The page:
November 1, 2011 in Drug Offense Sentencing, New USSC crack guidelines and report, Race, Class, and Gender, Who Sentences? | Permalink | Comments (0) | TrackBack

Tuesday, October 04, 2011

Eleventh Circuit now to review en banc FSA pipeline sentencing issue

Regular readers may recall this post and this post from this past summer discussing the important Eleventh Circuit panel ruling in US v. Rojas declaring that the reduced statutory crack sentencing terms of the Fair Sentencing Act apply "to defendants who committed crack cocaine offenses before August 3, 2010, the date of its enactment, but who are sentenced thereafter."  Today, the Eleventh Circuit released this new order in Rojas indicating that this issue is now going to be examined by the full Eleventh Circuit en banc.

I am disappointed (but not all that surprised) that the full Eleventh Circuit does not have better things to do than to re-review the application of the FSA's new, more fair mandatory minimum terms to a few more federal defendants.  After all, since the Rojas ruling, both the Attorney General (as detailed here) and the Third Circuit (in Dixon discussed here) have concluded that the Rojas panel got the law right.  

Moreover, and more importantly, the Rojas panel ruling does not require that district judges give lower sentences to the most aggravated crack offenses, rather it simply allows district judges to consider lower sentences for the most mitigated crack offenses.  But, apparently a majority of judges on the Eleventh Circuit are so fearful of even giving a few more federal defendants even the chance to argue at sentencing for the lower sentences that Congress has now deemed more fair that they have to turn this into a big en banc battle.  (I wonder how much in federal tax dollars are going to be wasted on the federal criminal justice debate over this narrow issue of when exactly crack sentencing is supposed to become fair as Congress has commanded.  Yeesh.)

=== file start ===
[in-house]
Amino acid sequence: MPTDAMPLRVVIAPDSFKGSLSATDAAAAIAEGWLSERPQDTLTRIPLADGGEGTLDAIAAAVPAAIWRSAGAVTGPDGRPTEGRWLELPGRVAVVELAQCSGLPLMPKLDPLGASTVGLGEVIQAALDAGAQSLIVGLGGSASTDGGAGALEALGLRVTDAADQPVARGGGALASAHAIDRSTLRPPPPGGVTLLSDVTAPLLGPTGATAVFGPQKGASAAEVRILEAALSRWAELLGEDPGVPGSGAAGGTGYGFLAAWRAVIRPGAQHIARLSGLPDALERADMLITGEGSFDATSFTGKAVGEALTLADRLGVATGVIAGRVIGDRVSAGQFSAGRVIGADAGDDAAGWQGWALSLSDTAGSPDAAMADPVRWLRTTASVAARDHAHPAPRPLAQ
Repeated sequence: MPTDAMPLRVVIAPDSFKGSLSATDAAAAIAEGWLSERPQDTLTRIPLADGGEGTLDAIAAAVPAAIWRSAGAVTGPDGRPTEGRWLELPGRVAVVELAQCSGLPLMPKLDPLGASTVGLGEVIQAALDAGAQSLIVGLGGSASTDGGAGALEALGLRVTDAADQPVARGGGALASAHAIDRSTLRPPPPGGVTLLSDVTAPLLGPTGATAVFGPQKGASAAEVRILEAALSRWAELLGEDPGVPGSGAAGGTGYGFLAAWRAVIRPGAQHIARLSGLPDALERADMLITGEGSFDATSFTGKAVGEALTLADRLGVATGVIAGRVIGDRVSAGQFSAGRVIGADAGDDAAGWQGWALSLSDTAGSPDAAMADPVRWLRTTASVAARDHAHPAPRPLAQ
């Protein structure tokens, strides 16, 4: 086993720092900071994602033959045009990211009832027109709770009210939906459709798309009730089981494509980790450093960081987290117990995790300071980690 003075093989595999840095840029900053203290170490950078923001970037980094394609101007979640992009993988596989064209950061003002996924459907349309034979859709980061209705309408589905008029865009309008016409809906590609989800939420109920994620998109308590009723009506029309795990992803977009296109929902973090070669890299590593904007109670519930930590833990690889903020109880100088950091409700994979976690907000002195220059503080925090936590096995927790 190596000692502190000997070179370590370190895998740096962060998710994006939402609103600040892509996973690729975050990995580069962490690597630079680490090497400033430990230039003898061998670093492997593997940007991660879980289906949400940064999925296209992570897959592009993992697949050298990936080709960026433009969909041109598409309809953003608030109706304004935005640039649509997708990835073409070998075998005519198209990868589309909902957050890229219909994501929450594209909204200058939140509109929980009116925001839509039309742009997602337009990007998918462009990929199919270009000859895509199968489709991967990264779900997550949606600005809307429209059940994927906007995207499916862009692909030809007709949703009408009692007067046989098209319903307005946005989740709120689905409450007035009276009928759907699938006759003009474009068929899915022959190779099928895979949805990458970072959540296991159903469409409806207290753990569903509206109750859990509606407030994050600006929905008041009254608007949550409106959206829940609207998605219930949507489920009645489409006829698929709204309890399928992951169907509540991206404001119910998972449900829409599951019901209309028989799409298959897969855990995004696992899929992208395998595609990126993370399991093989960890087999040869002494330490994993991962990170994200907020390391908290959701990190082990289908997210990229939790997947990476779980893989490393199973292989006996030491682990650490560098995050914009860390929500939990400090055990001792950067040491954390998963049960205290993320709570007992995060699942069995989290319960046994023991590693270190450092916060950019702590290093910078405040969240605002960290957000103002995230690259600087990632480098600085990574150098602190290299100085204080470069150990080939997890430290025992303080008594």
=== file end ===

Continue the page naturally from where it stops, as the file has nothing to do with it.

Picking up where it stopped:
Some prior posts on this FSA pipeline issue:

October 4, 2011 in Mandatory minimum sentencing statutes, New USSC crack guidelines and report, Who Sentences? | Permalink | Comments (2) | TrackBack

Tuesday, September 06, 2011

"OSU book thief sentenced to probation and restitution"

Because this new piece from the Columbus Dispatch, which has the same headline as this post, strikes very "close to home," I am not going to comment on the substance of this notable story of crime and punishment.  But, especially because I am pretty sure I never met the now-sentenced former-OSU-law student, I am interested in reader reactions:

A former Ohio State University student avoided prison today but likely has forfeited his future as a lawyer for stealing books from the Moritz College of Law.

In a deal that allowed him to escape jail time, Christopher B. Valdes, 24, formerly of the University District but now living with his mother in Florida, was placed on five years of probation and ordered to pay $34,619.88 in restitution for books he sold online.  As of this morning, Valdes has paid back $19,450.

Valdes also agreed that he “will not have or pursue employment or education in the field of law,” according to the details of his guilty plea in Franklin County Common Pleas Court.

Assistant Prosecutor John Litle said the ban on law school and practice is in place only for the five years of probation.  But Valdes would have to pass character and fitness requirements to become a lawyer.  “As a practical matter ... it’s unlikely that he can do that” because of the felony conviction, Litle said.

Valdes had been indicted on a fourth-degree felony count of theft that could have landed him in prison for up to 18 months.  He pleaded guilty in June to a lesser fifth-degree felony punishable by up to a year in prison.

Valdes, who is no longer a student at Ohio State, was accused by campus police of stealing more than 200 books between November 2009 and last October after advertising them for sale online.  Officers learned of the thefts in August 2010, when the university received an e-mail from a Brazilian lawyer who had bought a volume online and found a crossed-out OSU ink stamp on its inside front cover, according to court documents.